If your inner design mogul is thirsting for a new renovation project and you’ve been eyeing your living room floor, you may want to consider installing new carpet to satiate your craving. With the array of carpet options in the marketplace, it’s important to explore the different species of textures and styles available to you in order to produce your desired design aesthetic. Have a house full of children who enjoy making noise or looking for something luscious and warm beneath your feet after a long, arduous day at the office? Carpet has a number of benefits and looks beautiful in the home. If you’re feeling inspired, here’s a guide on the different types of carpet out there to help you get started.
Construction & Styles
There are three main types of carpet – loop, cut, and a combination cut and loop pile– that are classified by the construction of their carpet fibers. In loop pile carpeting, the fibers are threaded into small loops, making it a highly durable option with stain-fighting properties. However, loop pile is known for its minimal cushioning due to the low-profile fibers. Within the level loop family, are the following two patterns:
- Level loop: Also known as Berber, this style was designed to withstand the wear of high-traffic areas through the use of its short loop fibers.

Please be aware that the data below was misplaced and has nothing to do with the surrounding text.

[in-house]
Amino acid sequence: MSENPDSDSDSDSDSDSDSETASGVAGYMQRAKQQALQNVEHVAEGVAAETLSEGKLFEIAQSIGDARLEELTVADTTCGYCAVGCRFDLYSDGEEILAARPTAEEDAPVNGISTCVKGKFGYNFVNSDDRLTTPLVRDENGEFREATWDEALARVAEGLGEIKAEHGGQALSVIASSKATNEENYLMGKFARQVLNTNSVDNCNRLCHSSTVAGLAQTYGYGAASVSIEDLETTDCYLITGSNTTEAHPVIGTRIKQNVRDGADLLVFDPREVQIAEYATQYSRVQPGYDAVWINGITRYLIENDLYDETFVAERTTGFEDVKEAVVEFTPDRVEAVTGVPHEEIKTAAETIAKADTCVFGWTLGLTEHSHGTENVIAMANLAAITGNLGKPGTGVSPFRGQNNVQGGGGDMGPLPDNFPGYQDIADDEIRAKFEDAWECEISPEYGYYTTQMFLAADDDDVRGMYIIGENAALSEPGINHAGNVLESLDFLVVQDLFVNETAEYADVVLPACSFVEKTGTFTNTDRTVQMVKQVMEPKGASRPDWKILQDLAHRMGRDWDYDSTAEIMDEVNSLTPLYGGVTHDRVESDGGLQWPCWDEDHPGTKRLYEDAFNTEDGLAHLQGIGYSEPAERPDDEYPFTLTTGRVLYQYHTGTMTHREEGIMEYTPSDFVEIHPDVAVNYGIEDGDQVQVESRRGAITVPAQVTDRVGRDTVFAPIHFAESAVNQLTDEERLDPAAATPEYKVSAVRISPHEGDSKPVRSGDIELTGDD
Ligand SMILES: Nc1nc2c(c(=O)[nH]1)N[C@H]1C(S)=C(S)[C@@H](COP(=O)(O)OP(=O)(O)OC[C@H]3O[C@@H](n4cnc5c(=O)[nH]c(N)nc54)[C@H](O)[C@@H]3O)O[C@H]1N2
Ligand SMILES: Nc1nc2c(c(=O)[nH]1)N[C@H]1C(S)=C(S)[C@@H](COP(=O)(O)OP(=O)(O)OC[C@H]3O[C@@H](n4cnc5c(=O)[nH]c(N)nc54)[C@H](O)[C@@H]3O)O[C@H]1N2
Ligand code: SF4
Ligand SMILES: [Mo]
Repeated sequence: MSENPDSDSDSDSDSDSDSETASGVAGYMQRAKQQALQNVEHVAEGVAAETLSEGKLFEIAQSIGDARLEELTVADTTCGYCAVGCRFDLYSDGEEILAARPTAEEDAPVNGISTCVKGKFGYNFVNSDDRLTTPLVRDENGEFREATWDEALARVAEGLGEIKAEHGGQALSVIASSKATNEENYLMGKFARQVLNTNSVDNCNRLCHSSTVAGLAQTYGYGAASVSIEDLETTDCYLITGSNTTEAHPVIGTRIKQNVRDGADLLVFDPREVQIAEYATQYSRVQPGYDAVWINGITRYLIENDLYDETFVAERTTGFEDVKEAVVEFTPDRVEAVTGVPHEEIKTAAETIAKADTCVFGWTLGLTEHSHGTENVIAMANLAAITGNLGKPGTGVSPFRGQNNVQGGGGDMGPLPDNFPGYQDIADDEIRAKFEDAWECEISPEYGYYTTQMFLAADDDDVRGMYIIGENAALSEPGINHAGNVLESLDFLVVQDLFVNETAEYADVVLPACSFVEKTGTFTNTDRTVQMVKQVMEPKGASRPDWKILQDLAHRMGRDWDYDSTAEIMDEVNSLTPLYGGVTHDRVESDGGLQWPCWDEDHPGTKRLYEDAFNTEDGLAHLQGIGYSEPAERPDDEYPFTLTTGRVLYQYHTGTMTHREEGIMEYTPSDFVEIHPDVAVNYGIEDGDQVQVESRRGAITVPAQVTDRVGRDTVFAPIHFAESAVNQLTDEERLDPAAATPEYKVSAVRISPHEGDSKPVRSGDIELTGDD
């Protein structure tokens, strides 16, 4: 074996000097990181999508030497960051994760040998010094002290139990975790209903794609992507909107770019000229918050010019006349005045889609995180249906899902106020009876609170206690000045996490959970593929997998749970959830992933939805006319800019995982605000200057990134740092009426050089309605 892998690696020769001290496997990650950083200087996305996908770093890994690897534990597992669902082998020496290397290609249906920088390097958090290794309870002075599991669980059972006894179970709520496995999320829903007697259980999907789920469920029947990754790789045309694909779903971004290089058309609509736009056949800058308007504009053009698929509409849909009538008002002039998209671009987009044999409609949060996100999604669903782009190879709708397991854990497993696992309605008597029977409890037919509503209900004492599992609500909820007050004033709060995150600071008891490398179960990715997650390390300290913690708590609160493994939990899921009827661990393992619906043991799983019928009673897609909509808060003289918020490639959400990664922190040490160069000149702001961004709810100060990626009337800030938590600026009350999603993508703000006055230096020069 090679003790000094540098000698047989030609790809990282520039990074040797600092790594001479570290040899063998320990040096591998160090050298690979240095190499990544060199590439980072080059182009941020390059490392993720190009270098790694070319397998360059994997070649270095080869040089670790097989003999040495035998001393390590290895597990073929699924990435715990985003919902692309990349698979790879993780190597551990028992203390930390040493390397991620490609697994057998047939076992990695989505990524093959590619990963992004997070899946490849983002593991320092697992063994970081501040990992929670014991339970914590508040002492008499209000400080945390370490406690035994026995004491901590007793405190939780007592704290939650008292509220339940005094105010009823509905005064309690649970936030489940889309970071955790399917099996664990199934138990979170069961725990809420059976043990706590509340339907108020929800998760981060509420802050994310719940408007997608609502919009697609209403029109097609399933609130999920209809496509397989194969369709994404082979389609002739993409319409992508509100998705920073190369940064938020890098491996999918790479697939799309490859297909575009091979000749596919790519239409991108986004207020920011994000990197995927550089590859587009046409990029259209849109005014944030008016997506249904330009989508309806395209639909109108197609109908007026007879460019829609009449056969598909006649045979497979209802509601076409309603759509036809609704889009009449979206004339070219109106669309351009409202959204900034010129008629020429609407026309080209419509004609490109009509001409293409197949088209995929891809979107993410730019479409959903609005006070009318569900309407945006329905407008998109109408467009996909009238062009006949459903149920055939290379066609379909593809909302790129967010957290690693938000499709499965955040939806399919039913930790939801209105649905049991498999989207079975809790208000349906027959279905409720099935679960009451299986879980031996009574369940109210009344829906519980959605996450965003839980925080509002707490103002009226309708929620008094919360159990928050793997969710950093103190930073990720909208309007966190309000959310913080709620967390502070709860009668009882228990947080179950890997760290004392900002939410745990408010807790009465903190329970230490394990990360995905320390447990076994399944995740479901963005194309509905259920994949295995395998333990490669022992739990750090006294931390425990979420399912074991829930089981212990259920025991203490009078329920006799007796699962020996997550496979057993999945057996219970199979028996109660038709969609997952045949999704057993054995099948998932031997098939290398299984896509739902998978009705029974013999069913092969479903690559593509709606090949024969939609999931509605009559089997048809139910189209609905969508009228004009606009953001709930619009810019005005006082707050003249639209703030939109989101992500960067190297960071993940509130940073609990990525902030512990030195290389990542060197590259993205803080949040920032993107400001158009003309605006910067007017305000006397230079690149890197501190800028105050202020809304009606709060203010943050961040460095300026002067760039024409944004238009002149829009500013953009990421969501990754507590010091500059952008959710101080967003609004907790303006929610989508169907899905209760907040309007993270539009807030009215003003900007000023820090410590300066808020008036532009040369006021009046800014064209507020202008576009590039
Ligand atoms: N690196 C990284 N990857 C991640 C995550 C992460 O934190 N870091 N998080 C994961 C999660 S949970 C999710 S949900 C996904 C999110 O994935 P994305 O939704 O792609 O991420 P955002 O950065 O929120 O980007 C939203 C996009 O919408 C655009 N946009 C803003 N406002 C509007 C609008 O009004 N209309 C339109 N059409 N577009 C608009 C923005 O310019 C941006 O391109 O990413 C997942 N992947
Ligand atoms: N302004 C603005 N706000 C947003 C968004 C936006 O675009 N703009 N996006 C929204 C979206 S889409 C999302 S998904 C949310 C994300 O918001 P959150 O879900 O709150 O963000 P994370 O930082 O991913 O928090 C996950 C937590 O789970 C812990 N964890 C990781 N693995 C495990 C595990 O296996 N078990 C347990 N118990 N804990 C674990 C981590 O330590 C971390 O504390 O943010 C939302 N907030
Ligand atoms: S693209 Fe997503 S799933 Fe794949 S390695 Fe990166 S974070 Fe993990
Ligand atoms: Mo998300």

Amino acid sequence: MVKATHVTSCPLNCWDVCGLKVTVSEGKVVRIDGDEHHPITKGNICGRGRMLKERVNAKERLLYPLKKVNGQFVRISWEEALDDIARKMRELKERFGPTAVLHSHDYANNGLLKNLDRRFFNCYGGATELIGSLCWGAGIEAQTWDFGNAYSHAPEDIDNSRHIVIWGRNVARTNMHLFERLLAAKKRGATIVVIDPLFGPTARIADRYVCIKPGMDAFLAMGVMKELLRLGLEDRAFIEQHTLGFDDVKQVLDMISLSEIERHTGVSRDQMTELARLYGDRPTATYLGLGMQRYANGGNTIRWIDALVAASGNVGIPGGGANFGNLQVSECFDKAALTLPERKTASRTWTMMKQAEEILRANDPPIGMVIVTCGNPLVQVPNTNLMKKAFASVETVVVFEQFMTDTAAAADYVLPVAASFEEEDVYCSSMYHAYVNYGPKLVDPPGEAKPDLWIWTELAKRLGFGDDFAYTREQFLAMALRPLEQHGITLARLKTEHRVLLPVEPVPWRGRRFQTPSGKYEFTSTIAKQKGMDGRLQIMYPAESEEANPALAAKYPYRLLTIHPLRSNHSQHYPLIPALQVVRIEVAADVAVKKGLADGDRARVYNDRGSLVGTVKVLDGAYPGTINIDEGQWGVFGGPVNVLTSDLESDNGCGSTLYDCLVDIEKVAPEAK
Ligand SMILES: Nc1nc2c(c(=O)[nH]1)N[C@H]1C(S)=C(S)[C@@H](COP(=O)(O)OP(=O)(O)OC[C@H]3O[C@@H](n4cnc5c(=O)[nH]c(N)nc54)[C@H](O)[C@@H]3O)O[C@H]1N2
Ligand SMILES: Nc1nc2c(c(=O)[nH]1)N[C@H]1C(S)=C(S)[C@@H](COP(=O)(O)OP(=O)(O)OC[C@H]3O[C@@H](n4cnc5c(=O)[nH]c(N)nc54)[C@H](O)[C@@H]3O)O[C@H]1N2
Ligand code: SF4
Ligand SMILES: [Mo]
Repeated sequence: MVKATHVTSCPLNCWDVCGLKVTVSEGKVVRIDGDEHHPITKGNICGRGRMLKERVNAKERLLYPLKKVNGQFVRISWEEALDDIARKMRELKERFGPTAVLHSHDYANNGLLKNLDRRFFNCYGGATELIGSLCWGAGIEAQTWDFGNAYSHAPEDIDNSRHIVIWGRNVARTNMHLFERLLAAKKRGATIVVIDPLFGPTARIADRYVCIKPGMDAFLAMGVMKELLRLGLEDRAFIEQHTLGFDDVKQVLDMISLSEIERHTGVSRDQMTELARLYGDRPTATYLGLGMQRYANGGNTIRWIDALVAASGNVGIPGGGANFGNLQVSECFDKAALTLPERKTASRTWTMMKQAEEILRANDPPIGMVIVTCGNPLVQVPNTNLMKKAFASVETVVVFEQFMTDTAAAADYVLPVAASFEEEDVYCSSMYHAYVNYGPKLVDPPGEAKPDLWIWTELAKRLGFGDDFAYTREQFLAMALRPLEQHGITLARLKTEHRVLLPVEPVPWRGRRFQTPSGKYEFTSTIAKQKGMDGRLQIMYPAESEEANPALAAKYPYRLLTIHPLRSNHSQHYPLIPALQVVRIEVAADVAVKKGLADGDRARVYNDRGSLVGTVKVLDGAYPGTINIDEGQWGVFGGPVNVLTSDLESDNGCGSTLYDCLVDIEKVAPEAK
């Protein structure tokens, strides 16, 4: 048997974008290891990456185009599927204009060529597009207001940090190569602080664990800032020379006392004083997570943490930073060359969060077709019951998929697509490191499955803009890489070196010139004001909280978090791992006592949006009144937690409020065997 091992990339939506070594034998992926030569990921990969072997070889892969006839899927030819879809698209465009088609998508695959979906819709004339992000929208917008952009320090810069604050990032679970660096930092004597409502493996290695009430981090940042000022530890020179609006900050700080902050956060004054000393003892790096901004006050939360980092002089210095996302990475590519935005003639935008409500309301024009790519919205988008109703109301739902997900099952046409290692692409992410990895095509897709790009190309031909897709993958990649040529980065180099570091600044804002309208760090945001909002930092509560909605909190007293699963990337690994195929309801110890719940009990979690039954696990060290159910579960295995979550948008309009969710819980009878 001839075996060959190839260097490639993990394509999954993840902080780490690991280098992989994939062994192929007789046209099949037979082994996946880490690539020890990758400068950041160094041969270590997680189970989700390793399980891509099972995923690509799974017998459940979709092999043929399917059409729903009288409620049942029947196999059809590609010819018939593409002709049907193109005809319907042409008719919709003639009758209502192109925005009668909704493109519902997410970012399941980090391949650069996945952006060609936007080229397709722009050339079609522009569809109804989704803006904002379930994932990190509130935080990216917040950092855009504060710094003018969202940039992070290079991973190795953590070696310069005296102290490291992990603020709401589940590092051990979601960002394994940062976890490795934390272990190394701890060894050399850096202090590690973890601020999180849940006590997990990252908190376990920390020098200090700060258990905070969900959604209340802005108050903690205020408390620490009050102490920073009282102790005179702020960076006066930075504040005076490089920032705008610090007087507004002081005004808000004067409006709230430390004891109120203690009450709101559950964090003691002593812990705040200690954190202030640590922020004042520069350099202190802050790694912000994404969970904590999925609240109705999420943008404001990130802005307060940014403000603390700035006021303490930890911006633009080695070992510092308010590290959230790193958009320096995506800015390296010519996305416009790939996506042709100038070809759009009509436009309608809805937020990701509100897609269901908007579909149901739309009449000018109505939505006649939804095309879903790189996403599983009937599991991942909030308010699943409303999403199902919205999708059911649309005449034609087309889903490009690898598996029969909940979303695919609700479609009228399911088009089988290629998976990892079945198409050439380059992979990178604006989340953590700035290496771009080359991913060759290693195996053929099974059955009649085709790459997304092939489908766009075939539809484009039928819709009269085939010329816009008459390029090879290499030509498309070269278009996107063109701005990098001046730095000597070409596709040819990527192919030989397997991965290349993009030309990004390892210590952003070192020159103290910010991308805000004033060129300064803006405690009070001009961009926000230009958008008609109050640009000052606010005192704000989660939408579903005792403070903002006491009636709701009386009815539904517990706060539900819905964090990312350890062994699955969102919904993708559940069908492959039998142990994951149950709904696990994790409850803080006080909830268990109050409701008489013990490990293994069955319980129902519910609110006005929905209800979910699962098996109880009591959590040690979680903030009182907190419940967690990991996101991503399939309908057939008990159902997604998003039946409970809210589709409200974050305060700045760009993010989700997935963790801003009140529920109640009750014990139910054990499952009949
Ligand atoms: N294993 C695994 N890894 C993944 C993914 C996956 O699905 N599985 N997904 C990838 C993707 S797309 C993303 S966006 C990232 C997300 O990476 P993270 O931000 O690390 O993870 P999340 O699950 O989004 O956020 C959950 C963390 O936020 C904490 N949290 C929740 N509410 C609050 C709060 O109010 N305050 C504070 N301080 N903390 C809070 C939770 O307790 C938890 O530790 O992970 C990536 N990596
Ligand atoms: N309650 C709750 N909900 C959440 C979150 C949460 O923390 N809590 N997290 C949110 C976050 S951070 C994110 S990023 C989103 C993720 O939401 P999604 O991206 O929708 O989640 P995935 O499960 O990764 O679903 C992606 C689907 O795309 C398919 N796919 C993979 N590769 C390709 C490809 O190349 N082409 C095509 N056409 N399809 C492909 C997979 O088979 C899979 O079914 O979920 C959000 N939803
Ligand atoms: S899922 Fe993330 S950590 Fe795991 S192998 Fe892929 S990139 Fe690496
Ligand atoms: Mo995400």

- Multi-level loop: For a unique texture, you may want to consider multi-level loop carpeting, in which the crowns of the loops fluctuate in height.
Cut pile flooring dons chopped yarn tips in lieu of loops, making it a thicker and plushier option than loop pile carpet. Under the cut pile umbrella, is an entire family tree of styles and options.
- Textured: Similar to the multi-level loop, textured cut pile uses alternating fiber lengths to produce its surface consistency.
- Cable: Cable is known for its dense, elongated fibers, which provide a cozy surface for your feet.
- Plush: Often used to evoke a more formal appearance, plush carpets don an even surface that is velvety-smooth to the touch.
- Saxony: To create a plumper surface, Saxony intertwines long fibers together, producing a smooth, plush texture. While this style is widely popular among homeowners, it’s important to note that the long fibers will show footprints and will hold indentations from furniture over time.
- Frieze: Also sporting long fibers, frieze carpet is not a great selection for high foot traffic areas as the material wears easily under these conditions.
The last type of carpet, cut and loop, fuses together elements of cut pile and loop pile fibers for a visually appealing design that masks dirt marks or stains well.
There are varying types of natural and synthetic fibers found in carpet – Here’s a look at the different kinds.
- Acrylic: A great substitute for expensive wool flooring, acrylic is cost-effective, soft, and elegant.
- Nylon: Widely popular, nylon is highly durable and known for resisting damage from wear. One downside to nylon is its inability to ward off stains and thus, certain types include treatments for fighting stains.
- Wool: Wool is an expensive, top-of-the-line selection comprised of natural fiber. Not only is it an environmentally friendly solution, but it is highly resistant to stains and very durable
Olefin: Great for the outdoors or a basement, olefin is impervious to mildew and moisture. Because of its rougher surface, olefin is not particularly pleasant to walk upon.